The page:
Science & Tech

People seeking fulfilment from their smartphones will only find despair, study finds

People seeking fulfilment from their smartphones will only find despair, study finds
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People often turn to their phones for their daily dose of dopamine.

Still, one study has revealed that it could "cause a breakdown in social values" and "inadvertently exacerbate feelings of despair while simultaneously promising to resolve" life's questions.

Researchers from Baylor University and Campbell University say the endless information online can mislead people to believe they are searching for a higher meaning.

However, the search could eventually lead to technology addiction, forcing people to become more detached from real life with feelings of "unhappiness, depression, suicidal ideation, and loneliness".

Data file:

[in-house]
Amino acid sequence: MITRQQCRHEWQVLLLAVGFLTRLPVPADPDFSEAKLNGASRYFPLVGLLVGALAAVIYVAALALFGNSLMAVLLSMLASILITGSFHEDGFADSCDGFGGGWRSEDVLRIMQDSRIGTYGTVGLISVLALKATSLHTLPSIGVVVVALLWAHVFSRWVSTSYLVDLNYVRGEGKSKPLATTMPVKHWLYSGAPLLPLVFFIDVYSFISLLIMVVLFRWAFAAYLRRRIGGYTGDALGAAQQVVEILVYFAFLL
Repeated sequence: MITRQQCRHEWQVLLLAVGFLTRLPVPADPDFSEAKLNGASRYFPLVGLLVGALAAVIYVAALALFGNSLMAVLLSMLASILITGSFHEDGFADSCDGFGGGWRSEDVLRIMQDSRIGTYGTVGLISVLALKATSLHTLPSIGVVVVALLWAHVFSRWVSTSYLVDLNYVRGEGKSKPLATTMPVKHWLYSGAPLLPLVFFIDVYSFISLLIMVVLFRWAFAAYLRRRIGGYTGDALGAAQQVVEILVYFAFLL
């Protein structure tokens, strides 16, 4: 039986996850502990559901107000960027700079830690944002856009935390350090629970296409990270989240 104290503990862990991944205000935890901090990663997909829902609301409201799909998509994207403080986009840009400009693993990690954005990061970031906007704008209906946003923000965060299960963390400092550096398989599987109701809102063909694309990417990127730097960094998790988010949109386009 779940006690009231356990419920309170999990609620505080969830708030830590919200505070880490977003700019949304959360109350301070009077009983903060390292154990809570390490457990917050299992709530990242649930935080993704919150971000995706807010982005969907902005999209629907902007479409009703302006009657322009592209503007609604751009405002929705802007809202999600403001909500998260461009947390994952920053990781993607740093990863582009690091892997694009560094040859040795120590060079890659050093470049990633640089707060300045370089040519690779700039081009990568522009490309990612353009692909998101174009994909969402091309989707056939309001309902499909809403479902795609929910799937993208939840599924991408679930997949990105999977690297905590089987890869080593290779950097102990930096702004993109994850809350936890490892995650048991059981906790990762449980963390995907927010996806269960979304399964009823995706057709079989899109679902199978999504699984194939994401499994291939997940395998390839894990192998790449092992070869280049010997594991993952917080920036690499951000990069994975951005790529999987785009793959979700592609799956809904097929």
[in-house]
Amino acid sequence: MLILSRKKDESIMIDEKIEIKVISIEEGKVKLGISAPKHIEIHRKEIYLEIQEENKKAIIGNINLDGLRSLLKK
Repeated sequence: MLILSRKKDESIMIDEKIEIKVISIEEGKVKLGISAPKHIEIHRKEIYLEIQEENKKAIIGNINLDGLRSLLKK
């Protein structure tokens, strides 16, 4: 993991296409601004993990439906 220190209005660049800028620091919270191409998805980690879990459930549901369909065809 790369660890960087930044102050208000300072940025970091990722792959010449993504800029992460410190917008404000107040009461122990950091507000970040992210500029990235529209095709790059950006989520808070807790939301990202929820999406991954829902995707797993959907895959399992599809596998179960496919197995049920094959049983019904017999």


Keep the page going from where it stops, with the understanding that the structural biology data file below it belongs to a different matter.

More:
In the study published in the journal Sociological Perspectives, Christopher M. Pieper, PhD, senior lecturer of sociology at Baylor University, said: "Human beings are seekers – we seek meaning in our relationships, our work, our faith, in all areas of social life,"

"As researchers, we were interested in the role that smartphones – and the media they give us instant access to – might be playing in meaning-seeking."

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Pieper added: "Seeking itself becomes the only meaningful activity, which is the basis of anomie and addiction."

"What is interesting is this association decreases for the heaviest of social media users," Pieper concluded.

"While we don’t know how this group uses social media, it might be that normalized use at the highest levels erases feelings of attachment for the individual – as we put it, it would be like saying one is attached to their eyes or lungs."

The study said they uncovered a social mechanism that draws people into smartphone use, "exacerbating feelings of attachment and anomie, and even disconnection, while they promise the opposite."

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